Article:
From the context of this chapter, it appears that Paul is addressing a predominantly Jewish congregation: "It is reported commonly that there is fornication among you, and such fornication as is not so much as named among the Gentiles, that one should have his father's wife" (I Corinthians 5:1). The "us" then of verse 8 can easily be in relation to the Jews in the church, Paul also being a Jew.
It is also worthy to note that Paul, when writing to the Galatians (Galatians was written around the same time as I Corinthians), said:
"Ye observe days, and months, and times, and years. I am afraid of you, lest I have bestowed upon you labour in vain" (Galatians 4:10-11).
If we believe we must observe any day in order to please God, or to gain eternal life, we are failing to understand our liberty in Christ.
Reply: In interpreting prophecy, one must look at the context before and after a passage. These verses do not apply to N. T. times. This verse is referring to the remnant (those that are "left of all the nations which came against Jerusalem") who will enter the millennial Kingdom, a time of testing for them. Christians are presently under the ministration of grace and the spirit of the law; not the letter. (II Corinthians 3). More is explained about this verse in: Chapter 7 of MOA, Pt. 2: "ALL WILL KEEP THE FEAST (ZECHARIAH 14). Also read: Should we obey the Law of the Feast of Tabernacles? (shows what the Law really required in order to keep the FOT) [offsite article]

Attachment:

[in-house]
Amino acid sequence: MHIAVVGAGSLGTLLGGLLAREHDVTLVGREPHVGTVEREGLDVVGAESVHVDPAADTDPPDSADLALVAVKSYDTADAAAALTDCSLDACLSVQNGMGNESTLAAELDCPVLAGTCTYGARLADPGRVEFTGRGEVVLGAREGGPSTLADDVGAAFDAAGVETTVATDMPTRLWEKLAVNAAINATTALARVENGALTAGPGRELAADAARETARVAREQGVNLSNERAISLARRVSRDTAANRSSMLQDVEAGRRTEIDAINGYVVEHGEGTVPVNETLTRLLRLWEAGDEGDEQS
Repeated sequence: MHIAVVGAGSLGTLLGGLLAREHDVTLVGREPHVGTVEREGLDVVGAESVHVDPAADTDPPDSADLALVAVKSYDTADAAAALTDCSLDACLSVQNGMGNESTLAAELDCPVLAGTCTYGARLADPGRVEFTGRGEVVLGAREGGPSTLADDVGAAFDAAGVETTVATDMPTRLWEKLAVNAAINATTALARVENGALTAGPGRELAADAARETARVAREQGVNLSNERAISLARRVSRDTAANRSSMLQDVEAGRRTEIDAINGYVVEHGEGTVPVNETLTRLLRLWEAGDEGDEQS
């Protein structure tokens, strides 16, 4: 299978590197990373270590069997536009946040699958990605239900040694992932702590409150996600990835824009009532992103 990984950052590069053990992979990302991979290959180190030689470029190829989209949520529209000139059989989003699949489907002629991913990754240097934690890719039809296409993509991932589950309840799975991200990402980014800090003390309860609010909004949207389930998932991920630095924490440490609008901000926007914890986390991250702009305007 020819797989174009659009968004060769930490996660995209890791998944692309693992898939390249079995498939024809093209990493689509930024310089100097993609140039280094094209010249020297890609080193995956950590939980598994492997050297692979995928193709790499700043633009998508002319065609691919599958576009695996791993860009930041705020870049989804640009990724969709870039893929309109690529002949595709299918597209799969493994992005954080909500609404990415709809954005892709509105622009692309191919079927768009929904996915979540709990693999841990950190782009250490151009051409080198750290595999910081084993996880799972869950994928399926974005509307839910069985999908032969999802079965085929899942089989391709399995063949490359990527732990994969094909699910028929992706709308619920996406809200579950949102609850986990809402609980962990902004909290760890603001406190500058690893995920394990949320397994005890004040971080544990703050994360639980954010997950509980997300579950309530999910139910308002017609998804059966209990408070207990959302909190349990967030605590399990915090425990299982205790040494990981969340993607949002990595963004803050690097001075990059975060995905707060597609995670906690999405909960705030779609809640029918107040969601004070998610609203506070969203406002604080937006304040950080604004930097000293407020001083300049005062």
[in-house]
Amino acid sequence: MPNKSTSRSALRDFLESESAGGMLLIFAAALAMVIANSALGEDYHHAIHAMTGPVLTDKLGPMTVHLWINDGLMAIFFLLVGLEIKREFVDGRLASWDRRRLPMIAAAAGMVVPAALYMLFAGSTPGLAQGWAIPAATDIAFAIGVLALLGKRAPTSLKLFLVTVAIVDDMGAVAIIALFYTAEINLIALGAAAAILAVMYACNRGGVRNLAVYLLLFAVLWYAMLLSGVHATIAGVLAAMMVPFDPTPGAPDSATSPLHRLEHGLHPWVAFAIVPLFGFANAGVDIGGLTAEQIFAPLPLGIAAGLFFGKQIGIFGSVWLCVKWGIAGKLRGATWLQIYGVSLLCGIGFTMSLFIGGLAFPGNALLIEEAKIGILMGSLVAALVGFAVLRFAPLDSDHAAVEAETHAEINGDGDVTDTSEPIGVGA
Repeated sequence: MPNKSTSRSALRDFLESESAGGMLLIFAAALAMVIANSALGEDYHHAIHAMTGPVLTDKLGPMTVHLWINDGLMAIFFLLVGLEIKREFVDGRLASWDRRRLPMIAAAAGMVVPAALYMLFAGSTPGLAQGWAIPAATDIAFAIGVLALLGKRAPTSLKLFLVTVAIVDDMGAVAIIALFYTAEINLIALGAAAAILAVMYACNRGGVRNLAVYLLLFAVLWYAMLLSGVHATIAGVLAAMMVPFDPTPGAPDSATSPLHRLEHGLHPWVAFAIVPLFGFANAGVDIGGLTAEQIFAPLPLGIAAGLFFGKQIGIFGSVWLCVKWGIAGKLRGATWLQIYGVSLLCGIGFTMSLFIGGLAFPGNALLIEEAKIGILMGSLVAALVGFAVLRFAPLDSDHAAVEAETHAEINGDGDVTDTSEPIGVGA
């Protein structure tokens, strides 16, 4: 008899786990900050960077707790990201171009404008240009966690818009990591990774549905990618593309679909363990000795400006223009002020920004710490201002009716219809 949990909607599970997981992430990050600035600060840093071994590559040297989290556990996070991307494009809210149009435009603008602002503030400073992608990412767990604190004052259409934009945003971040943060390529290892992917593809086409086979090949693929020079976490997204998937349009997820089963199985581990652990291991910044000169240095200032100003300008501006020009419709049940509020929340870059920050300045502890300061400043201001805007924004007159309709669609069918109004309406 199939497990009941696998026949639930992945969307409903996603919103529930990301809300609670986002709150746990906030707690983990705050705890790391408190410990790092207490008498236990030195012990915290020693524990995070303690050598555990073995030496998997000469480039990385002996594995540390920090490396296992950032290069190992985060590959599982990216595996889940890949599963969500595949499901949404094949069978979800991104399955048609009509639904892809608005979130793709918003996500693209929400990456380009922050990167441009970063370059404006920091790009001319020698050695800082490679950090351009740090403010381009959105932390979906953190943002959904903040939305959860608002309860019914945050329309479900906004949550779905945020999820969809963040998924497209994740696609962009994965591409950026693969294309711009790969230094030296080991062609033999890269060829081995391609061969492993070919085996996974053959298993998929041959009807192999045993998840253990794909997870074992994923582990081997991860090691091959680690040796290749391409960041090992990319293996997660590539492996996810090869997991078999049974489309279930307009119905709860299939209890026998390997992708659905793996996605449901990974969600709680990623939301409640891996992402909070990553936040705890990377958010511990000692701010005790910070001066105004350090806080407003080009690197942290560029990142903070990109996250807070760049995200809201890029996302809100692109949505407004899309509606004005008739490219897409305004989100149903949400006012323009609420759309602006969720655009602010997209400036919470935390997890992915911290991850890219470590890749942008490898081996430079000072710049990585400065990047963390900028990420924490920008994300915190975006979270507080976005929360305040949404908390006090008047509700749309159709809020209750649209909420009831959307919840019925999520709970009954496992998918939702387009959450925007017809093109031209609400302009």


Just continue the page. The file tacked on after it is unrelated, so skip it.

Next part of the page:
Reply: In Acts where the Jews and Gentiles were preached to we read:
"And when he had received meat, he was strengthened. Then was Saul certain days with the disciples which were at Damascus. And straightway he preached Christ in the synagogues, that he is the Son of God" (Acts 9:19-20).
"And he commanded us to preach unto the people, and to testify that it is he which was ordained of God to be the Judge of quick and dead. To him give all the prophets witness, that through his name whosoever believeth in him shall receive remission of sins." (Acts 10:42-43).